Gil Bub and Matthew J Daniels* Pages 1 - 13 ( 13 )
In 1791 Galvani established that electricity activated excitable cells. In the two centuries that followed, electrode stimulation of neuronal, skeletal and cardiac muscle became the adjunctive method of choice in experimental, electrophysiological, and clinical arenas. This approach underpins breakthrough technologies like implantable cardiac pacemakers that we currently take for granted. However, the contact dependence, and field stimulation that electrical depolarization delivers brings inherent limitations to the scope and experimental scale that can be achieved. Many of these were not exposed until reliable in vitro stem-cell derived experimental material, with genotypes of interest, were produced in the numbers needed for multi-well screening platforms (for toxicity or efficacy studies) or the 2D or 3D tissue surrogates required to study propagation of depolarization within multicellular constructs that mimic clinically relevant arrhythmia in the heart or brain. Here the limitations of classical electrode stimulation are discussed. We describe how these are overcome by optogenetic tools which put electrically excitable cells under the control of light. We discuss how this enables studies in cardiac material from the single cell to the whole heart scale. We review the current commercial platforms that incorporate optogenetic stimulation strategies, and summarize the global literature to date on cardiac applications of optogenetics. We show that the advantages of optogenetic stimulation relevant to iPS-CM based screening include independence from contact, elimination of electrical stimulation artefacts in field potential measuring approaches such as the multi-electrode array, and the ability to print re-entrant patterns of depolarization at will on 2D cardiomyocyte monolayers.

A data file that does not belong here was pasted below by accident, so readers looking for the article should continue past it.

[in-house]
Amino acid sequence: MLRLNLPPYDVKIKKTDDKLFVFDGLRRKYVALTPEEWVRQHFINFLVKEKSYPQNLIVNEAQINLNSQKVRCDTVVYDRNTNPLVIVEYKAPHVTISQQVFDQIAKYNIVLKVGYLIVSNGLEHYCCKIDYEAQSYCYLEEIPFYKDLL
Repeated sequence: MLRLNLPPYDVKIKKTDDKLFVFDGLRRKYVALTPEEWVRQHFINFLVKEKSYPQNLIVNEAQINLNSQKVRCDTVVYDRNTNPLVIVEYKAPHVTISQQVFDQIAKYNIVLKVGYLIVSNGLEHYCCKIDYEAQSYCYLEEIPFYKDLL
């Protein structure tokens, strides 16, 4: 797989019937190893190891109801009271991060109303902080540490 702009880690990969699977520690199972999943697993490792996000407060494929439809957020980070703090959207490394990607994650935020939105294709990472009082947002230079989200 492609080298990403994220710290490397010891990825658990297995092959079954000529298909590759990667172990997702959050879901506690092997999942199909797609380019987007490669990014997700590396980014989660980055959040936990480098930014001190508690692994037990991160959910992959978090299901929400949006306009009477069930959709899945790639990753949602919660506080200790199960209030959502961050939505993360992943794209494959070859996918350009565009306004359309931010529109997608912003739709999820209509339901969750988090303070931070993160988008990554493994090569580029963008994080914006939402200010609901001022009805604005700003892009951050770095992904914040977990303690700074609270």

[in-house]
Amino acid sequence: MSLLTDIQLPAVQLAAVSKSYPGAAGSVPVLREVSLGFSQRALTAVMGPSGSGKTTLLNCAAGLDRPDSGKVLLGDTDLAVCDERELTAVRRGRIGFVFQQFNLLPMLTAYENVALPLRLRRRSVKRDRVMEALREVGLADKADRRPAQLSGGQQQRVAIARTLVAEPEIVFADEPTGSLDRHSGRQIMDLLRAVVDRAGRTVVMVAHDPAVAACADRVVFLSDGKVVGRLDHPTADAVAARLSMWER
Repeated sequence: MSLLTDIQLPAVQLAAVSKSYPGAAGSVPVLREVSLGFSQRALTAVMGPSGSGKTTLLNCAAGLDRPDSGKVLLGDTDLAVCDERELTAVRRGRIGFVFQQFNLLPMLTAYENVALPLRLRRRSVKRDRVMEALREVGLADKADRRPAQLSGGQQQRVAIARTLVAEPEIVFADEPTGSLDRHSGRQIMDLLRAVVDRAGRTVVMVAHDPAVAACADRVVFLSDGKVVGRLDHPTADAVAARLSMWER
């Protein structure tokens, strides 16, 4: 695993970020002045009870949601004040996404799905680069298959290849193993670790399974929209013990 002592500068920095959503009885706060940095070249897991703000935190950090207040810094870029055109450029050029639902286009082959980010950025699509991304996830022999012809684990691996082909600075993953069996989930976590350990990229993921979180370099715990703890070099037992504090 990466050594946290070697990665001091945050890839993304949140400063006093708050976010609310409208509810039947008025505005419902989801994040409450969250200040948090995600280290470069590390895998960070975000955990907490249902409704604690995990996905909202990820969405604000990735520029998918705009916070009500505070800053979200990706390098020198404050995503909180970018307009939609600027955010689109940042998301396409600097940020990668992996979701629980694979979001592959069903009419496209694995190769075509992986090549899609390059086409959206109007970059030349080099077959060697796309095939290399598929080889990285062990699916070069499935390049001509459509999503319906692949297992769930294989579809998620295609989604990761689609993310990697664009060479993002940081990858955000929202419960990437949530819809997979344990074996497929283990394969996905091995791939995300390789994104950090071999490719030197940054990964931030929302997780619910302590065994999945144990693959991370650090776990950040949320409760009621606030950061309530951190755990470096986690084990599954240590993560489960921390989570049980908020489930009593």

Optogenetics, Channelrhodopsin, Halorhodopsin, Archearhodospin, iPS-cardiomyocyte, cardiac, drug screening, re-entrant arrhythmia.
Department of Physiology, McGill University, Montreal, Quebec, Division of Cardiovascular Medicine, Radcliffe Department of Medicine, University of Oxford, Oxford